by Judy M. Miller
Sites like Shutterfly and Snapfish have easy-to-use templates in which you can include pictures of the grandchildren (with and without grandparents), artwork, pictures of drawings, poems, stories, and anything else that has been saved and can be uploaded as JPEGs. The only limitation is your imagination.
Grandparents love to brag about their grandbabies, no matter what their ages. A brag book full of current pictures makes it easy. I created a number of brag books for the grandparents when my four were really young, and continue to update them. Keep the brag books small, a size that can fits conveniently into grandma’s purse and can be readily shared. The smaller size is also much easier for hands that may not be as nimble as they used to be.
With the digital age, hard copies of pictures aren’t shared and framed like they used to be. Single? A collage? What about a handmade frame with the picture? Check out your local pottery painting studio or craft store for inspirational ideas. Consider purchasing a digital frame if you want to give the grandparents multiple pictures. The frame allows grandparents to view a revolving set of pictures that have been uploaded via a memory card, USB, or a wired or wireless connection to the home’s network. The digital frames range in physical size, style and storage capacity.
We generously give “love” coupons in our family. These special and personal handmade coupons can be embellished with stickers, drawings, puffy paint, artwork, etc. The ideas are endless, but a few of our favorites are for picnics in the park, library or reading time, and baking together. Allow the kids to lead on what they and their grandparents like to do. The emphasis of our coupons is the gift of time to foster deeper connections and lasting memories.
We love board games and cards. They’re a multi-generational and expected pastime within our family. Games teach kids fairness, patience, strategy, teamwork, and good sportsmanship. Make sure the games will work well with and hold the interest of the ages of the grandkids and grandparents. For example, most ages can play Dizios, but this does not hold true of Bananagrams.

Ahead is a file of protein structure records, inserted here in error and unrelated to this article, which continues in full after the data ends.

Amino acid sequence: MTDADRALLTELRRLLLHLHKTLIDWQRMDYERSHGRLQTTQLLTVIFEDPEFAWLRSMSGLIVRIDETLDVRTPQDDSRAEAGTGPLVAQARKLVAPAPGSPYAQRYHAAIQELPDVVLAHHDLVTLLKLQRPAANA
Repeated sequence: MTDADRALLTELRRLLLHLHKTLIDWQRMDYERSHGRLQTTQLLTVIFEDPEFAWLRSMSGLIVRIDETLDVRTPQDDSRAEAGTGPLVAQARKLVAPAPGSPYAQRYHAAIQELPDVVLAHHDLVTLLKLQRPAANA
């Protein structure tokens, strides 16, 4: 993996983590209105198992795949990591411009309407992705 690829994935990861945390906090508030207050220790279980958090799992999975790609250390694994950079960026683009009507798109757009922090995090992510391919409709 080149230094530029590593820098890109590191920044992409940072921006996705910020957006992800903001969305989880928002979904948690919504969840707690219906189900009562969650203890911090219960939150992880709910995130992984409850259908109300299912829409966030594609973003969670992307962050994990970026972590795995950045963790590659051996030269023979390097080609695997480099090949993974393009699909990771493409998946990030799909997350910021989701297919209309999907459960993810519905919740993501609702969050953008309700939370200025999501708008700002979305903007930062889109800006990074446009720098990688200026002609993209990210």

Do the grandparents enjoy movies? How about a movie night and sleepover, complete with popcorn and/or the grandparents’ favorite snacks? You might want to save this special night for a cool or cold evening when the kids can snuggle in with their grandparents, in front of a fire in the fireplace.
Help the kids create a list of open-ended questions to ask. The interview can be recorded. You can also dedicate a journal for this purpose, preferably created by the kids, something like “The Biography of ____________, My Grandpa.” If you opt for the journal, the list of questions can be in the front pages. Sharing stories is bonding. Grandchildren also learn surprising and wonderful things about their grandparents and are able to see them as more than “just” grandparents. They learn to appreciate what their grandparents have experienced.
Create a “Why we love...” poster. The kids can construct and decorate a poster small enough to fit somewhere visible on one of their grandparents’ wall. Again, leave the kids to their imaginations. One thing fun we have done is to include a hand-in-hand area, the child’s hand outlined in pencil, ink, paint, glitter glue, or puffy paint, inside the shape of the grandparent’s hand, also outlined in a contrasting color. This can be added before or after the gift is given. Put a date next to the outlines.
The ideas to honor and celebrate grandparents are endless. Get the kids started early because if they are anything like mine, they will spend a lot of time creating something special for these remarkable people in their lives. And grandparents will appreciate knowing they matter and are loved.